I was listening to Podcasts, trawling for good blog ideas to steal as you do, when the topic of shows outgrowing their initial premise came up. The example used was based on a concern that My Hero Academia could go in the same direction as Naruto did and end up forgetting the story it set out to tell in the first place; that of the underdog.
Shonen is tropey, anime in general is tropey. Common themes and parallels are part of the reason so many people are drawn to these kinds stories; feeling comforted by the trappings of the familiar, while also looking for the little nuggets of novelty that make it stick out from amongst the crowd.
And one of these strong genre tropes is that of the underdog. Many of the most popular shonen anime, at least in the time I’ve been keeping track of it, star heroes that are huge underdogs in the world they inhabit for some reason or another. Through grit, determination and hard work, these characters overcome the shortcomings forced upon them and come out on top.
The only thing is though, after a certain point, the characters can only grow and develop so much before they cease to be an underdog any longer and change into the icon and the hero that their peers immediately turn to. This, in itself isn’t really an issue. Characters need to grow, and the respect of their friends and rivals is an inevitable result of their journey.
What can become problematic from a storytelling perspective is when the author begins pushing more and more hidden revelations upon the hero, upending the initial premise that started their story. Taking away the starting idea that they were a nobody and revealing that they were a somebody all along.
Naruto is the perfect example of this, and why so many people seemed to fall off of it towards the end, myself included. Naruto was the lowest of the low, an absolute nobody, an outcast and a continual screw-up. His one unique quirk being that he had this giant, murderous fox spirit living inside him.
However, as the story went on, and the stakes reached increasingly mind boggling highs, the fabrication of the nobody that was Naruto was unravelled and we learned that the guy actually had every advantage under the sun. Which really undermines the premise that anyone can achieve anything if they work hard enough at it.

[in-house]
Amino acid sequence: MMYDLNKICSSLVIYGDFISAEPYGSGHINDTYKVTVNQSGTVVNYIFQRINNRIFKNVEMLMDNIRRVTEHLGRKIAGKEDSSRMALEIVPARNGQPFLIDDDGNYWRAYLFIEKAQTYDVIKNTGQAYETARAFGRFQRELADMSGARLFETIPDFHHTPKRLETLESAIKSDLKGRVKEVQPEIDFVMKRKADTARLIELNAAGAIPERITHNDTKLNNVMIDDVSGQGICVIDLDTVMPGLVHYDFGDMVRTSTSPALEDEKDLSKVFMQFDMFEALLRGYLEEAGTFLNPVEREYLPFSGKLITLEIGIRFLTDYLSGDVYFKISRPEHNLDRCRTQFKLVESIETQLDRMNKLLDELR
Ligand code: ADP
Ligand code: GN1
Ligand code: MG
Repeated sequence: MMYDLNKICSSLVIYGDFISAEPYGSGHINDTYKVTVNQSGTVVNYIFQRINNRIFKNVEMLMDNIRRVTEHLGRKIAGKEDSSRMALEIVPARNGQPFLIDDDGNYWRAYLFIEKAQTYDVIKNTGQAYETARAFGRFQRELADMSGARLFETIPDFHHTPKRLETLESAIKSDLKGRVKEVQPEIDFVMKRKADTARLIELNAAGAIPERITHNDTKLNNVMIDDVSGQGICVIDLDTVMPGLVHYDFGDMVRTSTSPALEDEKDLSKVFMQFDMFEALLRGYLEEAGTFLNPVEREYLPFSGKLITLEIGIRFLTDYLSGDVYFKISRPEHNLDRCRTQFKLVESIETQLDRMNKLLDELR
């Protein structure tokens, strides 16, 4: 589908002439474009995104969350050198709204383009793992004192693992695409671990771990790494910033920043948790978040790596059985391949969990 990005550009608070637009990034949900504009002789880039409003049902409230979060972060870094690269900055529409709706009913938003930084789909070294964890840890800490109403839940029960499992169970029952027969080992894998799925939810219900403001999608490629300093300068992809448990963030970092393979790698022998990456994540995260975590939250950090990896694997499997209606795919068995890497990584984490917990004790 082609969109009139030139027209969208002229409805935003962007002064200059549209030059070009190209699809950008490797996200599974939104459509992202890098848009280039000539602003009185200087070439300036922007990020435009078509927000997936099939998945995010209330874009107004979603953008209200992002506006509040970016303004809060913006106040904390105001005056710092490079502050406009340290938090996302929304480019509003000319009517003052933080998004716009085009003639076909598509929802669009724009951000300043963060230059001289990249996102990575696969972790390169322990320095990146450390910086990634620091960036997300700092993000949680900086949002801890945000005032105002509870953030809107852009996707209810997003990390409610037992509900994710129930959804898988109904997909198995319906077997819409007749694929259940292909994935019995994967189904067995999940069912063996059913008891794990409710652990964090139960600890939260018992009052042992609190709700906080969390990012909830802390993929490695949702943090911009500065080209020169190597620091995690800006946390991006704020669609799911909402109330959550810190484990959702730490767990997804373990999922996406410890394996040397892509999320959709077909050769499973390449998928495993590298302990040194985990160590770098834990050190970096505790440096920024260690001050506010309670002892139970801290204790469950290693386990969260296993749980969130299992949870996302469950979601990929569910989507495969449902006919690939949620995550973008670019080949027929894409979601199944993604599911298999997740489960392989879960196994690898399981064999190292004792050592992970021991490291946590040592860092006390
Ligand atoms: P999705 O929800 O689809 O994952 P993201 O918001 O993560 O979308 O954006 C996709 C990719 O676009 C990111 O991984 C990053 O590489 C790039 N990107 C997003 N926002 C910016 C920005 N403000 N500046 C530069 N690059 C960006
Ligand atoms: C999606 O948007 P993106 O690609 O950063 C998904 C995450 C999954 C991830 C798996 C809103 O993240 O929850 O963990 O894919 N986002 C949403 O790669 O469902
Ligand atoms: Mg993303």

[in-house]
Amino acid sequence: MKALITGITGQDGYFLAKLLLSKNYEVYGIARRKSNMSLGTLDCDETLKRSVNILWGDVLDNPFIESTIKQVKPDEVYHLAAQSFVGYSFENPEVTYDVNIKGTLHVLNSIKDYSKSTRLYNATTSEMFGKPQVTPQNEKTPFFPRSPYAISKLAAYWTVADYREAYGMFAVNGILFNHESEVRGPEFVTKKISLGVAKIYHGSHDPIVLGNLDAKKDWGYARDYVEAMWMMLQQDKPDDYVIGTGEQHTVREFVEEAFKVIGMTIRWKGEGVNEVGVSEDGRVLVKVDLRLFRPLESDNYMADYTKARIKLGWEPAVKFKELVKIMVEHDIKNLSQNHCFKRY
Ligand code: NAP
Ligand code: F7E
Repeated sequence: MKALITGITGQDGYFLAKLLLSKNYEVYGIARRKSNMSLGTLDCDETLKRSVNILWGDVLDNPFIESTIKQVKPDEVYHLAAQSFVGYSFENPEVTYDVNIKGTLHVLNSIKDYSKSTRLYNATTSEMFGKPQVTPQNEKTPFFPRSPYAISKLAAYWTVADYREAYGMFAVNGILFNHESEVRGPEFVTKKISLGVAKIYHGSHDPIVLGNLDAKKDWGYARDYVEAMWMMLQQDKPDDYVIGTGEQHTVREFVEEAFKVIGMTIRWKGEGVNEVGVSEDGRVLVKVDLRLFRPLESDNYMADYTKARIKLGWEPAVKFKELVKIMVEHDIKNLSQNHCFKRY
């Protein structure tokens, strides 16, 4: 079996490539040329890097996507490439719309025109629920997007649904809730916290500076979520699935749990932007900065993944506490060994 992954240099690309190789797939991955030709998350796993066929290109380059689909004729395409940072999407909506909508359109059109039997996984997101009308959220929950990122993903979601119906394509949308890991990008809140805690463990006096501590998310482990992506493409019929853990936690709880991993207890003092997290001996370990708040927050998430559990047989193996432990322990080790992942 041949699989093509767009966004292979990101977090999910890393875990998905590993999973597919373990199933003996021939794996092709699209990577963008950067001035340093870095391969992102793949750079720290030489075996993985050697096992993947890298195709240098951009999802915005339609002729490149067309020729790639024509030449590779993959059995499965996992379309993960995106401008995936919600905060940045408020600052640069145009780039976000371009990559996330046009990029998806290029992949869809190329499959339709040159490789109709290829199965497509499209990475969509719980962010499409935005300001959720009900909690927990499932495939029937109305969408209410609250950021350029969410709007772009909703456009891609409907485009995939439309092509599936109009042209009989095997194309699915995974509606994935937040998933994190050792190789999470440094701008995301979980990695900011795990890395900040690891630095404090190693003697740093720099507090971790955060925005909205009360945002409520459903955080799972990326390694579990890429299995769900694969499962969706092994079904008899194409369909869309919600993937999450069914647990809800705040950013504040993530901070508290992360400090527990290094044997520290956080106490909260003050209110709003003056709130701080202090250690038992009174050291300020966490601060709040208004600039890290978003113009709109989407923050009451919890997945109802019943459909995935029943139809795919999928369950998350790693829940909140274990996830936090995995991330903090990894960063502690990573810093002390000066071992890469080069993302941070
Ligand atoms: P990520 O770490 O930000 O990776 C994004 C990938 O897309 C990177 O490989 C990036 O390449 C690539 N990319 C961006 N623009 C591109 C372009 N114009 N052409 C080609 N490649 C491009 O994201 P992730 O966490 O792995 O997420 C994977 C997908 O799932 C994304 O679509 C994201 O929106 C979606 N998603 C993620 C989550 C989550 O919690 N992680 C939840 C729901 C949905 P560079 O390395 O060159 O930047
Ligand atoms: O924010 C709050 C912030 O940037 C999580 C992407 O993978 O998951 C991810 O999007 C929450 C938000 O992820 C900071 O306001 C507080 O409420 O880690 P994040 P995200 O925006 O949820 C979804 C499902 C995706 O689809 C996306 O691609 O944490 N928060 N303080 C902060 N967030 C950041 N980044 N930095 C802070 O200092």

After a certain point in the lives of some Manga, ones that become so popular that they define a Mangaka’s life, its kind of natural that whatever vision or idea they had when they started out ends up going out of the window and they end up just riding the wave by the seat of their pants. Some writers respond to this better than others.
I particularly remember getting getting more and more annoyed by Shippuden as I binged through it for the sheer number of retcons that happen in terms of the nature of the Nine Tailed Beast, Itachi and Naruto himself revealed to be some child of prophecy and the Uzumaki clan suddenly being important when nobody cared about it before. It’s very similar to the beginnings of Midoriya’s story from My Hero Academia.
Hence the worries being made when comparing these two series. Midoriya is a huge underdog in his story, beginning life with no quirk and seemingly no hope of doing the one thing he wants to do above all else. Through a twist of fate and his own heroic heart he comes into possession of an amazing power, the fact that he will become the greatest hero is no secret, he goes and says it in the series intro.
However, Deku is still an underdog. He’s become powerful and has what might be the most powerful quirk in the world, but he’s struggling to deal with it and the expectations that come with being the current inheritor of One for All. He has the physical power, but his shortcomings come from him being a kid with a lack of self confidence and all the pressure in the world in his shoulders.
The worry becomes that, after a certain point, the stakes raise to such a point that Deku needs to get some dramatic personal revelation thrown out there to justify giving him a whole new power of transformation. I’m lead to believe there is an amazing comparison I could make here to Ichigo from Bleach, (un)fortunatly I’ve never watched it. So the best example of asspulling an overpowered protagonist from an initial underdog is lost on me.
Not all Shonen heroes are underdogs. Most of them will find themselves the underdog in a lot of the battles they win, but being an underdog is not something inherent to their character. I don’t believe Son Goku has ever truly been an underdog in terms of his character, nor Gon Freecss, nor Tanjiro Kamado.
They go through hardship and come up against near impossible odds on a near daily basis, but they’re born winners each in their own ways. Being an underdog is not inherent to their story or their character. For the likes of Deku and Naruto it is. And while the nature of their story is that they would inevitably become top dog, the method by which they reach that position is the most important thing.
If they get there through sweat, blood, tears and sacrifice, then from a storytelling perspective that character how shown us that through those same traits, we too can achieve. But when, in the final hour, we learn that were were born to succeed all along, it makes the entire foundation of their story crumble just as you’re placing the final touches.
Learning a character was special all along suddenly makes them inherently less special, and while it might make for a hype final battle it ends up falling hard into the more negative and less interesting tropes of the genre.